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The Bull's Eye

Freshman sees bright side in struggle

Catherine Zhang
Freshman Nathan Wu has been battling leukemia since 2014, but still is interested and involved in Boy Scouts and piano.

Catherine Zhang, Feature Editor

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Although many high school students worry about seemingly endless amounts of academic assignments, rocky relationships or earning money to purchase the trendiest tech gadget, Diamond Bar High School freshman Nathaniel Wu deals with a difficulty unimaginable to most students–a fight against leukemia.

Diagnosed with the cancer in 2014, Nathan initially didn’t consider the implications of the condition as he received news of his diagnosis one day after discovering a lump under his left jaw, which prompted him to follow up with his doctor, and went from leading a “normal life” at school to starting chemotherapy treatments after receiving the diagnosis.

“At the beginning, I didn’t know what was happening because it was so quick. It just slammed on me. For the next couple weeks, I was in a daze because it was too abrupt. My parents didn’t know what was happening either; we were all too shocked to truly know what was going on,” Nathan said.

Ever since the diagnosis, Nathan has received constant support from his family members, church family, fellow students and teachers. Despite the showering of sympathy and care from his loved ones, the freshman initially couldn’t relate to any of them, as they didn’t experience the same treatments, exams and check-ups he had endured.

However, at the time, one of Nathan’s eighth grade art teachers was also fighting cancer. The two soon bonded over the shared experiences of undergoing treatments and coping with the emotional effects of the disease. In addition, the teacher taught Nathan how to shape ceramics, pottery and clay pieces during class, which he later used to relieve stress.

“I used art as a way to express my emotions and as a way to look for a positive outlook even if things aren’t going my way,” Nathan said.

Comparing his well-being to a roller coaster, Nathan said that his condition is improving. In his first year of diagnosis, Nathan frequented Children’s Hospital Los Angeles weekly, sometimes being forced to stay overnight in the midst of attending school. Due to his hospitalization, Nathan couldn’t attend school anymore and returned to school a year later.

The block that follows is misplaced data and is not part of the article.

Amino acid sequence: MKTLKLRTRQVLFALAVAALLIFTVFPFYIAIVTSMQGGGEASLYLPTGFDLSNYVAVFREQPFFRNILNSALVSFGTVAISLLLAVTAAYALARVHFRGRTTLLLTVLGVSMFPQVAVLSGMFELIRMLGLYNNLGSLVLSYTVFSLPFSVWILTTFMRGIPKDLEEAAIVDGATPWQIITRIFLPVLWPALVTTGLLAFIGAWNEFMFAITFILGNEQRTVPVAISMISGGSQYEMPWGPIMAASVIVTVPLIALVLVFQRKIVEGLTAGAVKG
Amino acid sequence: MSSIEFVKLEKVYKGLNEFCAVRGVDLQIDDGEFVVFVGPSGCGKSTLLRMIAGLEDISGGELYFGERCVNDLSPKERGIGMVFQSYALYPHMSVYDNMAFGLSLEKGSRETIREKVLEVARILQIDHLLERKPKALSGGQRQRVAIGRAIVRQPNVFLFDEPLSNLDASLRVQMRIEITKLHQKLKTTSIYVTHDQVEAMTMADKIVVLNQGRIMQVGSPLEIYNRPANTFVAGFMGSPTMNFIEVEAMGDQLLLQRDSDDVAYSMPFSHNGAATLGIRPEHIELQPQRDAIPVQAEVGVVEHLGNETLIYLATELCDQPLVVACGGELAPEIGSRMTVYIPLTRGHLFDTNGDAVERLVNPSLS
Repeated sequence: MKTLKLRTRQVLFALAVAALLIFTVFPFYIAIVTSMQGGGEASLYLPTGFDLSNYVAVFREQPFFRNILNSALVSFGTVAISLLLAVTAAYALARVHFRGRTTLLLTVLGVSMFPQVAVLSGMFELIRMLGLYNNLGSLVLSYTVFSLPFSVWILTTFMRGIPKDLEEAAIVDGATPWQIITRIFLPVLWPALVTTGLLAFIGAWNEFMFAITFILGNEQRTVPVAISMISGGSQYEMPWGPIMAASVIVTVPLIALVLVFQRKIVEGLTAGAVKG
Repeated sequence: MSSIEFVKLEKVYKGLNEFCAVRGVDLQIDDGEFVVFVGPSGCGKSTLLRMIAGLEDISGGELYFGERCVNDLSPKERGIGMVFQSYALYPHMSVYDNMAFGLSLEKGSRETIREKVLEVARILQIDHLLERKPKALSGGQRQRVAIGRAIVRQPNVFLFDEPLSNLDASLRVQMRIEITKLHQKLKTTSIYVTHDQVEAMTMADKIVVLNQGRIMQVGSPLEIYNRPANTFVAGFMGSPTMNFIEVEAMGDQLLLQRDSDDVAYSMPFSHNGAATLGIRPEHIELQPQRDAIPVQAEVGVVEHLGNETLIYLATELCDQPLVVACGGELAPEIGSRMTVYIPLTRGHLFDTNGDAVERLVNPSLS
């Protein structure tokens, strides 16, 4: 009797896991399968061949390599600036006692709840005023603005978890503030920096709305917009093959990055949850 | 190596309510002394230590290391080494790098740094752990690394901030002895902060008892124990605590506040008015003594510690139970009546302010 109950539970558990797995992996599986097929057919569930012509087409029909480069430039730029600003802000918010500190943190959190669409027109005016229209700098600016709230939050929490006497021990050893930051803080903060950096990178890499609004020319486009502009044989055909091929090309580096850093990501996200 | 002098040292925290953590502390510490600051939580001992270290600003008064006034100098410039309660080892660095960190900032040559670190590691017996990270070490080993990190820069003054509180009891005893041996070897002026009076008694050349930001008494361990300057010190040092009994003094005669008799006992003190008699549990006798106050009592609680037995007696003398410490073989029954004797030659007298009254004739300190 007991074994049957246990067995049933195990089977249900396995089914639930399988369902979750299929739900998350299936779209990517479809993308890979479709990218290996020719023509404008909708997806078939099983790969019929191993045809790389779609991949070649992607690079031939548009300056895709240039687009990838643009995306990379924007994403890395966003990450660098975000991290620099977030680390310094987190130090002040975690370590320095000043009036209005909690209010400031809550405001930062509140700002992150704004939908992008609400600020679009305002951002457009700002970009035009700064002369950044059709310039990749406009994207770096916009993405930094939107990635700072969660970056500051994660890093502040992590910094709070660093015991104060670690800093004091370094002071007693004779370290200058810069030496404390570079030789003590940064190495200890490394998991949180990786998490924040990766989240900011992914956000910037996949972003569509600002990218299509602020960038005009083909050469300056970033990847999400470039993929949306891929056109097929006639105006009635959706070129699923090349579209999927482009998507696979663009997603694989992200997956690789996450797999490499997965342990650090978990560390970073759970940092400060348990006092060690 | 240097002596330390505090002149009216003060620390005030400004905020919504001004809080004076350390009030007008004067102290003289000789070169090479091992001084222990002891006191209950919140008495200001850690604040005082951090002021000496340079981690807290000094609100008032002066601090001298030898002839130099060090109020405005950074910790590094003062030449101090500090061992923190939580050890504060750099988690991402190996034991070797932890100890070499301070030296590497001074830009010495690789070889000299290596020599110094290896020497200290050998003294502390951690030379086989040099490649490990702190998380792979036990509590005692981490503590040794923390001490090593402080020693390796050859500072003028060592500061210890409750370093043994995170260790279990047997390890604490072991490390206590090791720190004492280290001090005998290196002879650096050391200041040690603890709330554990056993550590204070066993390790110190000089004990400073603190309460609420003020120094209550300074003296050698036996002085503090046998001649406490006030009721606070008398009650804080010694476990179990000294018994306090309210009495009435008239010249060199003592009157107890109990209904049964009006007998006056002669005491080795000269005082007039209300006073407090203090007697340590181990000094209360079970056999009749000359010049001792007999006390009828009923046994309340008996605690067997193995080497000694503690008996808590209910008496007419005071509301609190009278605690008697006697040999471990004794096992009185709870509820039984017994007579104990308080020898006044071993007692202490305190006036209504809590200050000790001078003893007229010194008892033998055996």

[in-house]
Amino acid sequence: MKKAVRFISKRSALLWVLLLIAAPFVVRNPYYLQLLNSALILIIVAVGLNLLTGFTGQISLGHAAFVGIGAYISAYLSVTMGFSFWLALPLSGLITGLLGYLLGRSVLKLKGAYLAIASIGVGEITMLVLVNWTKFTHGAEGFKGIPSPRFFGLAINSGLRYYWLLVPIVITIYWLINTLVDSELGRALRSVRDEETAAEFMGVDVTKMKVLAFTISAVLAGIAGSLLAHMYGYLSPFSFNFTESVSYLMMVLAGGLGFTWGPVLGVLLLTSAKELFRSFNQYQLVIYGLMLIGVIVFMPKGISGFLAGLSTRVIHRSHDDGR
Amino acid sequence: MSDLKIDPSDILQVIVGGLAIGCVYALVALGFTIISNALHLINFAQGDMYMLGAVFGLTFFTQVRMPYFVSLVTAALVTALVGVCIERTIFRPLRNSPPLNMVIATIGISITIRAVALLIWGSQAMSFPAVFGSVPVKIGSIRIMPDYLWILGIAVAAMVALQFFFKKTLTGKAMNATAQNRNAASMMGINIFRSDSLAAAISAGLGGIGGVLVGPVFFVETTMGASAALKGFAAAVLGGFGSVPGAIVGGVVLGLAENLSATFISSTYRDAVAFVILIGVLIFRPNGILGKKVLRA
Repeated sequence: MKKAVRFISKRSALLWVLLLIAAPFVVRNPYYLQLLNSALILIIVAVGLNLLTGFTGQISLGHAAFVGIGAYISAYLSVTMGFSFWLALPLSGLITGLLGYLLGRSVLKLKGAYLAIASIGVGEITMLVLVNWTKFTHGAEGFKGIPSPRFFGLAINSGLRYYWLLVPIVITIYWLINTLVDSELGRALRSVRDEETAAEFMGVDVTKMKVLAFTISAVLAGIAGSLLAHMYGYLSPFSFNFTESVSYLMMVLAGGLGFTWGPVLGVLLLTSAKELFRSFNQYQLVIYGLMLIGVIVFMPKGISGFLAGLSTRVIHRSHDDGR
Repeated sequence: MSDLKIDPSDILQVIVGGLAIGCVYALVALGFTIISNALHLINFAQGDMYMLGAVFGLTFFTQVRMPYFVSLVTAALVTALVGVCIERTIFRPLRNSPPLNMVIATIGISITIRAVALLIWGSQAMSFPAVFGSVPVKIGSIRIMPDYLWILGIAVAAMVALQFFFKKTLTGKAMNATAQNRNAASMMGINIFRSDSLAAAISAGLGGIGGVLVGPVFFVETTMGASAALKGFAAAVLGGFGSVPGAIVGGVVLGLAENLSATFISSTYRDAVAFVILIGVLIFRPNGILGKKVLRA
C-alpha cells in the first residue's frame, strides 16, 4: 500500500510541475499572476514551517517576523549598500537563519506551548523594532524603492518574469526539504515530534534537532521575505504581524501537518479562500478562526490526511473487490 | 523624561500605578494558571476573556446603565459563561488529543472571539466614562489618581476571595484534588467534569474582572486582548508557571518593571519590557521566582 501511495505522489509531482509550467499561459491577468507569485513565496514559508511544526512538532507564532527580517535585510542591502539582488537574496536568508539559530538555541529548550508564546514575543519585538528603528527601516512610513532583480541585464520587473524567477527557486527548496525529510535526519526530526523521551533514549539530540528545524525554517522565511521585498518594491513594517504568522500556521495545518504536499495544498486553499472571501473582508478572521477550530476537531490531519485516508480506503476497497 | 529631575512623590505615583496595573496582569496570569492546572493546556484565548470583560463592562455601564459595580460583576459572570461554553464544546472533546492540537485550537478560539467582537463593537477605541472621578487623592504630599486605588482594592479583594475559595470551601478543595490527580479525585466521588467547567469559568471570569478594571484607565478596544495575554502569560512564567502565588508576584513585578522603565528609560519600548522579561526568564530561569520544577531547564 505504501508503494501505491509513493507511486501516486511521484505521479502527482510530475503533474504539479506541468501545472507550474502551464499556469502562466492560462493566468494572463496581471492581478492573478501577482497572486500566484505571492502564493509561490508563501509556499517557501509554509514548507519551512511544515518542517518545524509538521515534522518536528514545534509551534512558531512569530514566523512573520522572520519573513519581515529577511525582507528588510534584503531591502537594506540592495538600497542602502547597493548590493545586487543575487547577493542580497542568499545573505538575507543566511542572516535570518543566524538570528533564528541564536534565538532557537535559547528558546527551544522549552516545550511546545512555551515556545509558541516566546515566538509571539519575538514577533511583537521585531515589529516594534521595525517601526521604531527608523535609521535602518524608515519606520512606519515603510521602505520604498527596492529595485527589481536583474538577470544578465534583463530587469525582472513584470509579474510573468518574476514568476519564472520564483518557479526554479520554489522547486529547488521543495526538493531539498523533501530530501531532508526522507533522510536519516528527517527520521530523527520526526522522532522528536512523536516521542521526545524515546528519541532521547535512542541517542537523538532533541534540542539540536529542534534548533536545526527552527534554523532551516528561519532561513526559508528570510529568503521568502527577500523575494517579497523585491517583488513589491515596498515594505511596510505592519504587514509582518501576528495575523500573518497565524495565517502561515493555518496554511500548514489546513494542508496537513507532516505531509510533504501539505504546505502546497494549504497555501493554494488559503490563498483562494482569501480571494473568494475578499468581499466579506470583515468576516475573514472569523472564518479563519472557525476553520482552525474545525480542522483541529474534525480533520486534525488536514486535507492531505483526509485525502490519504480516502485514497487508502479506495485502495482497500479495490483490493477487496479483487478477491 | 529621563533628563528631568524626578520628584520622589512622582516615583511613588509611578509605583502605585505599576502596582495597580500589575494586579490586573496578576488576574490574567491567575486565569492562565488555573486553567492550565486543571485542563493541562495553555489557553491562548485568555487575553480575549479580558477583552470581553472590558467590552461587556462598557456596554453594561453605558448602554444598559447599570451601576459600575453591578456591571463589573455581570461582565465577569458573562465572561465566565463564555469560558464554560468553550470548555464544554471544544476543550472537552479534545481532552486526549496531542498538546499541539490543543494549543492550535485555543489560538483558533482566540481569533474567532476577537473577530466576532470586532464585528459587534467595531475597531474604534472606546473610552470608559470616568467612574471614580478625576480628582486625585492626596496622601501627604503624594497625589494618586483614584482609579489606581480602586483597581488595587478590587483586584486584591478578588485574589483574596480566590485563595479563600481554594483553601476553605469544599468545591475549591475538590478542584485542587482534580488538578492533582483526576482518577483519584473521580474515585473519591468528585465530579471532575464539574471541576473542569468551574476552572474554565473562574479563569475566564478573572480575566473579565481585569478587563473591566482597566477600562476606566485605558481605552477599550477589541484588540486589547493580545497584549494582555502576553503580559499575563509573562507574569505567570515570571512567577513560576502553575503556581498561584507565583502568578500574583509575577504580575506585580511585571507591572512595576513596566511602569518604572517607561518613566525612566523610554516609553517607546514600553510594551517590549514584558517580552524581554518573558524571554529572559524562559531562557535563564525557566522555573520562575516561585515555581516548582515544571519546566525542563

However, once he returned to Canyon Hills Junior High in the Chino Valley Unified School District in March 2015, Nathan couldn’t relate to his group of friends anymore and felt lonely, which prompted him to transfer into Walnut Valley Unified School District.

“Don’t expect everyone to understand what you’re going through, and don’t expect them to think it’s fine. I wanted a new start, new friends and new opportunities,” Nathan said.

Currently, Nathan takes medication daily and visits the hospital once a month. His treatment is divided into cycles, in which he receives various treatments depending on his condition, including immune system boosters and chemotherapy. Due to the rigor of his medicine, Nathan is hindered from his daily routine, facing difficulties walking large distances and flights of stairs.

Nathan considers the Make-a-Wish Foundation’s gesture a touching milestone in his journey, which impacted his future actions. Last year, the organization granted Nathan’s wishes by presenting him with a crystal heart stone and sending him to the airport in a limousine for a paid-for Alaskan cruise for him and his family to enjoy. After being touched by the gesture, Nathan returned the favor by helping the Riverside Make-a-Wish fundraise last year.

“I wanted to help other kids, because the [organization] did it for me. I was really grateful, and it’s a good program that genuinely helps kids,” Nathan said.

In addition, Nathan considers himself lucky to have such supportive, caring parents.

“I’m grateful that I’m getting a second chance to live. I’m grateful for my parents: my mom for always being there for me and my dad for taking time off even though he’s really busy with work,” Nathan said.

Outside of school, Nathan plays the piano and participates in scouting to relieve stress and anxiety, as he is limited to certain hobbies. First developing passion for piano nine years ago, Nathan practices the instrument daily, as it helps him de-stress and concentrate. In addition, Nathan joined the Boy Scouts six years ago and hopes to achieve the rank of Eagle Scout.

“The hardest part is having to cope with the emotional aspects, the anxiety, the stress, but piano and the Boy Scouts gave me time to unwind and destress. Boy Scouts is just a way for me to stay normal, one of the last things I have.”

In addition to helping him relax, the hobbies helped Nathan revert back to his original happiness prior to his diagnosis.

“He used to be a very joyful, happy kid and that part of him is showing up little by little over the last few months. I am so glad that he still expects much from himself (studying for classes, playing piano and being involved in boys scout), and I believe that he will beat this beast,” Elaine Wu, mother of Nathan, said via email.

Despite his current positive attitude, Nathan initially harbored negative thoughts. But his mindset changed after learning multiple life lessons throughout his battle with leukemia.

“If you’re not strong, you will fall down. You have to keep a positive mind or else you’re going to sink back into negativity,” Nathan said. “[The quote] ‘take life as it is, even if you don’t like it, because you have to go through it,’ helps me [get] through the hardest days.”

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Freshman sees bright side in struggle